Learning Lincoln On-line

FROM-- SET SIX, CIVIL WAR STUDIES

(Topic Ninety-seven: "What the President Thought about Slavery in April of 1864"  &  Topics Forty-Eight & Fifty)--  INTRODUCTION

Slavery and the Other States/ The Southern Viewpoint

CLICK HERE for the Southern Viewpoint about Slavery pre-1865

Introduction

Read from the 19th Century School Books Collection Pages 240-242"...a conversation between a slave (that has attempted to escape) and his master."

Even in Free Illinois, many complications for the Underground Railroad made it very dangerous and scary

(In Illinois)  The Black Laws of 1819   Click Here to find out about them.

Plus---
       
The Fugitive Slave Act of 1850--  A federal law that demands that runaway slaves be returned from the north, and no aid be given to them.  Jail time and a $1,000 fine could occur by persons breaking this law.
 

       Songs used by slaves to communicate to each other.  Very few could read & write, and it would be very dangerous to use written notes, so ........
A song like "Follow the Drinking Gourd" was used to provide secret messages on how to travel on the railroad.

       Songs slaves sang often had double meanings. Since slaves were forbidden to read and write, they had to communicate in ways that would not be obvious to their slave owners. One way was through song. (In tribal cultures of Africa, songs were often used to  transmit  information and therefore historians tell us that slaves used this same method when captured and enslaved in America.)

Have students listen to and/or read the lyrics to the song Follow the Drinking Gourd and then challenge them to crack its code. (Historians know that the lyrics secretly
identified landmarks and constellations to guide slaves along the trail to freedom. A “drinking gourd” described the Big Dipper constellation and its North Star, since slaves were familiar with carved gourds which they used to scoop water from buckets to get a drink.) Teachers can find lyric meanings at
The NASA Quest Archives.

20th Century Declaration of Human Rights
These Underground Railroad sites will be used to find your information.
Aboard the Underground Railroad (Listing and description of RR sites by state)
The Underground Railroad (National Geographic)
Ads for Runaway Slaves

Break into groups and do the Part that you are assigned.  Decide on who will report to the class on the part studied and answered.  You may submit your answers to Mr. Taylor, using the submit page.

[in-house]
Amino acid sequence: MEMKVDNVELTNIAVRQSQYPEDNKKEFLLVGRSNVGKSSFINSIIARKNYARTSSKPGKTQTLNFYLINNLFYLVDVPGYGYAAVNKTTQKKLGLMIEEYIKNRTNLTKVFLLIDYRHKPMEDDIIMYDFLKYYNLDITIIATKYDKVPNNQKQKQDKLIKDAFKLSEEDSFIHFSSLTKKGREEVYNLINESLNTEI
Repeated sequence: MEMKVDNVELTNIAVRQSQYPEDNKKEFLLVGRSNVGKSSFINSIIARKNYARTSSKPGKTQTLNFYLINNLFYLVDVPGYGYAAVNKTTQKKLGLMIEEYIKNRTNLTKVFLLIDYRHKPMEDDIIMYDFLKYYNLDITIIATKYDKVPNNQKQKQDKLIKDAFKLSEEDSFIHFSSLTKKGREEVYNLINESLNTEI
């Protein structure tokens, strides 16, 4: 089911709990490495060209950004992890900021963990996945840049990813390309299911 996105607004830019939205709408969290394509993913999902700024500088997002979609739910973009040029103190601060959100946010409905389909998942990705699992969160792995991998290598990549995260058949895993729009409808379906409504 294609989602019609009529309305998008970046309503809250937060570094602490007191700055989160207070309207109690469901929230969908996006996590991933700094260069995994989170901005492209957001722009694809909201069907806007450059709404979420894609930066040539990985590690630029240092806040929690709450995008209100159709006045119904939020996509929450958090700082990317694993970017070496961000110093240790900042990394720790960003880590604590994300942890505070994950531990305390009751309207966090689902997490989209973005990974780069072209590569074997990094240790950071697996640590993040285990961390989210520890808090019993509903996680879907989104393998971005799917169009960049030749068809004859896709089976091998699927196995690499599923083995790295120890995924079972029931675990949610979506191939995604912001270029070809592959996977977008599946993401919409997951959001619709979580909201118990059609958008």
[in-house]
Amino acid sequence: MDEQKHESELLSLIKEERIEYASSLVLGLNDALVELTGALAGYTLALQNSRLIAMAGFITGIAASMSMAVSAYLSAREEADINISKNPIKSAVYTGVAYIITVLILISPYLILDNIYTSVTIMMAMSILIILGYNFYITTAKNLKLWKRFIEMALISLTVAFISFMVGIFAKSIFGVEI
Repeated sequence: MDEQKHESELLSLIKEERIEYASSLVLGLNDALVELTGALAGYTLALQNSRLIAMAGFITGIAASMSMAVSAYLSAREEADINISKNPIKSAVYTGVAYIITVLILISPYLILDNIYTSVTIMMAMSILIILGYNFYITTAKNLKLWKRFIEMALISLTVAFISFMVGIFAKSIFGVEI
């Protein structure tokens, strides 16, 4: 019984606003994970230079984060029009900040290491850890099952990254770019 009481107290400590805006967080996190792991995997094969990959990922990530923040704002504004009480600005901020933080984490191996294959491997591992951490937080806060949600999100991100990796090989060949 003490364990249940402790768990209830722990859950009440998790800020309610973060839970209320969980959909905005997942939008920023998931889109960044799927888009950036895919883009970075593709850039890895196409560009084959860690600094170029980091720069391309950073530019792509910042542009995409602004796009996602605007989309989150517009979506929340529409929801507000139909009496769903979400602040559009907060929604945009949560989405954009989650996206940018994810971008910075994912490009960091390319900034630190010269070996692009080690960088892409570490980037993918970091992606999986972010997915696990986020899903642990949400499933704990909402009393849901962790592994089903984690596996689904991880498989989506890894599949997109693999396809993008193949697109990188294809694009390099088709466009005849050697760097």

Part 1
Charleston, (Coles County) Illinois, was the location of a Lincoln-slave court case, in which Mr. Lincoln had to take the part of a slave owner.
This is a very interesting, and early demonstration of Lincoln-the-lawyer's dealings with slavery.  Go to  Mr. Lincoln and Freedom site (lower half of the reading) to read about this case. 
---Do you think Abraham Lincoln was right in taking the case of Mr. Matson, the slave owner? 

 
---How do you think Lincoln, the lawyer, felt after losing this case in the Coles County Courthouse?


---What happened to the Bryant family?


 Part 2

Slavery and Underground Railroad Activity

1.    Go to Slavery in the South for additional information.

2.    Read the two pages from the 19th Century School Books Collection, involving the conversation between a slave and a slave-owner.

3.    Write a statement about what you think about slavery in our country.

4.    What was the Fugitive Slave Law?

5.    Where were the Underground Railroad Stations in Illinois?  Other States?  What country would the runaway slaves be most safe in?


 Part 3    Follow the Drinking Gourd

1.    Listen to the song “Follow the Drinking Gourd.”

2.    Read the words to the song (same link as #1).

3.    Go to the NASA Quest site and decipher the meaning of the words in the song.

4.    Go to the ADs for Runaway Slaves rewards and read some of them.

Be able to tell exactly what the song Follow the Drinking Gourd means


Part 4

Go to the Frederick Douglass National Park Service site.  What does the introduction say he is now called?  Go to the Mighty Word link, and what was his newspaper called? Go to  the Power of an Idea.  What is the F.D. quote?   Go to Women’s Rights.  How did F.D. stand as far as women’s rights are concerned?   Go to Home In Washington D.C.  Where did Douglass end up living for the rest of his life? 

 

 

Lincoln and the Abolitionists

"What the President Thought about Slavery in April of 1864"

From a letter to Albert G. Hodges,

Monday, April 04, 1864----Abraham Lincoln states his position on slavery

ACTIVITIES:

1.  Work with the annotated letter and click the blue vocabulary words/phrases.  Follow the question guide and further reading.  CLICK HERE

 

2.  Go to the Reading and Writing Activity Page and work with the letter. CLICK HERE

 

The original letter is posted on the Library of Congress Memories Collection.

The actual letter from Lincoln to Hodges is located on the

Library of Congress "Lincoln Papers Collection"